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Empowering women through safe public transport

Women grapple with a range of concerns, such as the need to travel before dark, avoiding overcrowded vehicles, and the fear of sexual harassment or abuse in public transport and while walking to transit stops

Empowering women through safe public transport
[Source photo: Chetan Jha/Press Insider]

Access to safe, affordable, and reliable public transport for women has long been a challenge, and has hindered their progress. Women safety in public transportation is not a mere convenience, but a fundamental right and a catalyst for women’s empowerment. It is the key that unlocks doors to educational and employment opportunities, access to essential services; and enjoyment of cultural and recreational spaces.

The lack of safety for women, both perceived and experienced, significantly undermines women’s ‘right to the city’. A survey conducted in 2021 across 140 Indian cities portrays a troubling situation: 52% of women turned down opportunities for education and employment due to concerns about safety.

In Mumbai, an MMRDA study disclosed that women commuters spent 21% more on transport than men, primarily due to the juggling of multiple activities and heightened concerns for personal safety. The prevailing approach to mobility planning, predominantly influenced by the perspective of heterosexual working non-disabled men, has led to mobility systems that are far from ideal for women.

Unfortunately, these disparities often go unnoticed by many policymakers, transport planners, and service providers, making mobility systems gender blind.

Also, transport agencies have neither official mandates nor clear strategies to integrate gender considerations into their operations. There is little room for practices such as public consultation or participatory planning that offer women a chance to voice their opinions during the planning process.

Only by addressing these fundamental issues of urban planning and design can India catalyze women-led development.

Women’s mobility involves various aspects such as shorter but more frequent trips, work trips that are recurrently combined with errands, travelling with dependents, and using public transportation during off-peak hours.

However, the everyday mobility of women is influenced by a complex set of factors. Their decisions about travel aren’t solely determined by factors like transportation availability or proximity. Instead, they grapple with a range of concerns, such as the need to travel before dark, avoiding overcrowded vehicles, and the fear of sexual harassment or abuse in public transport and while walking to transit stops.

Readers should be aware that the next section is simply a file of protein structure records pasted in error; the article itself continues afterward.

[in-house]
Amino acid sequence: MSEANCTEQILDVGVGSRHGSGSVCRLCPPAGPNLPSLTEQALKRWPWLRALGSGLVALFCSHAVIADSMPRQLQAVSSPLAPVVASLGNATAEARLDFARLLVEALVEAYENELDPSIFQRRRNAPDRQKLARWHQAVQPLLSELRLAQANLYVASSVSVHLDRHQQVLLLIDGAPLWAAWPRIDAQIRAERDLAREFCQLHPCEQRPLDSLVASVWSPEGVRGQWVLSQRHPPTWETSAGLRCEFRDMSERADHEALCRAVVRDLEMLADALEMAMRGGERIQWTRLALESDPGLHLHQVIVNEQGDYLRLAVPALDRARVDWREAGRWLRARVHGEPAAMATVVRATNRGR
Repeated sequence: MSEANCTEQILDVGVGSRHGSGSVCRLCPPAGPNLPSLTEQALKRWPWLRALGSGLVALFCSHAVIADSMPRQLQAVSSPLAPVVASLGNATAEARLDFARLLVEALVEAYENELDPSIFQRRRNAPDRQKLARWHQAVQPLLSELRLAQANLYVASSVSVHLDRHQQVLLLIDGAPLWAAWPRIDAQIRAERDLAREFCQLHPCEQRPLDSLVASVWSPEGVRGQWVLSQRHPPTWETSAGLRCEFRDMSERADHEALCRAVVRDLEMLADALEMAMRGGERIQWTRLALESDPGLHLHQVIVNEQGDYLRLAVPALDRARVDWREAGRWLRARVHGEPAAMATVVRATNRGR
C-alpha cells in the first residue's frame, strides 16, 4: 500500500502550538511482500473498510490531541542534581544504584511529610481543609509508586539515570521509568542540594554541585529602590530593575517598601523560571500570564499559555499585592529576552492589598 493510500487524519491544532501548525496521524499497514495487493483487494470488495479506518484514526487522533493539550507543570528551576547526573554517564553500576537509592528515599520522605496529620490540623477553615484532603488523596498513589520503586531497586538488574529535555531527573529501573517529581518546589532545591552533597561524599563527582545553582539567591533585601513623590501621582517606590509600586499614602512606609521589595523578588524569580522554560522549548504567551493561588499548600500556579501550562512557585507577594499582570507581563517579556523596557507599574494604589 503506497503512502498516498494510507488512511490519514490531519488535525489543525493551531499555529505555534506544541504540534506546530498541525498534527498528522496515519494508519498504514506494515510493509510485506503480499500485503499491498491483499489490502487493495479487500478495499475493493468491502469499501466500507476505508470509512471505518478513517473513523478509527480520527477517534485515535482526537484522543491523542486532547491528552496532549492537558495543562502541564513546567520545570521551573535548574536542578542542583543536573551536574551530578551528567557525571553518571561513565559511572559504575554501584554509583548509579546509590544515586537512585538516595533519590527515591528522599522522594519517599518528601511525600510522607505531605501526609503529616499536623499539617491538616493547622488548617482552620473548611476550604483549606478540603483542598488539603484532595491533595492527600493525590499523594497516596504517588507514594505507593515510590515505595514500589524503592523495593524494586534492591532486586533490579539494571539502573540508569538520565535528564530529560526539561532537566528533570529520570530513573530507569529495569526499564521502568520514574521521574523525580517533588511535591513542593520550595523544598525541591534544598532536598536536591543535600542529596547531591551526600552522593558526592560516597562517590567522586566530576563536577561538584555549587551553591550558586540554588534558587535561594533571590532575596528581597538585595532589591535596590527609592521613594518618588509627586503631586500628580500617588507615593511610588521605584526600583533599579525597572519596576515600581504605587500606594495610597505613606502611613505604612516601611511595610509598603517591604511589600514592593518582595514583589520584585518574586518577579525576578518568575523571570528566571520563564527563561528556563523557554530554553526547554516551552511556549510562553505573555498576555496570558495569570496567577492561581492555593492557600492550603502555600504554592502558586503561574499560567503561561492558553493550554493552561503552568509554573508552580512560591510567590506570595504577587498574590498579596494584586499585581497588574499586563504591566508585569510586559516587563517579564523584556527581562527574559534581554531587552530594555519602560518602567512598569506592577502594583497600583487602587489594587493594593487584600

Additionally, women are often willing to pay high costs and time in return for a unit measure of safety. A World Bank study revealed that women in Delhi were willing to invest an extra 27 minutes daily to choose a perceived safer route. It is, therefore, not surprising that women wait for long hours for less crowded vehicles, choosing more expensive modes of transportation, or resorting to taking alternative routes to reach their destination, in return for safety.

Inadequate infrastructure exacerbates the issue, such as the absence of streetlights, poor or no lighting at transit stops, inadequate and unsheltered waiting areas, obstructions on footpaths, lack of cycle tracks, non-availability of public amenities, etc.

Moreover, the dearth of public toilets can result in an unsightly situation where men urinate in public, which can be particularly intimidating for women returning home late in the evening or at night.

The absence of other women in public areas also contributes to the discomfort that many women experience when navigating these spaces. Women choose to walk when well-maintained footpaths and ample street lighting provide a sense of safety, shielding them from potential hazards like vehicles running them over or encountering suspicious individuals.

However, in the absence of these safety measures, women tend to prefer taking auto-rickshaw rides, even for short walkable distances, rather than risking a journey on poorly-lit streets or using dark underground subways to cross the road.

Similarly, during nighttime journeys, women often opt for expensive auto or taxi rides over boarding buses primarily occupied by male passengers.

Additionally, there have been instances where young women professionals allocate a significant portion of their salary to personal transportation. This preference arises from their choice to use a personal vehicle instead of taking an alternative route when someone has figured out their commute schedule and is tailing them, causing additional costs and stress.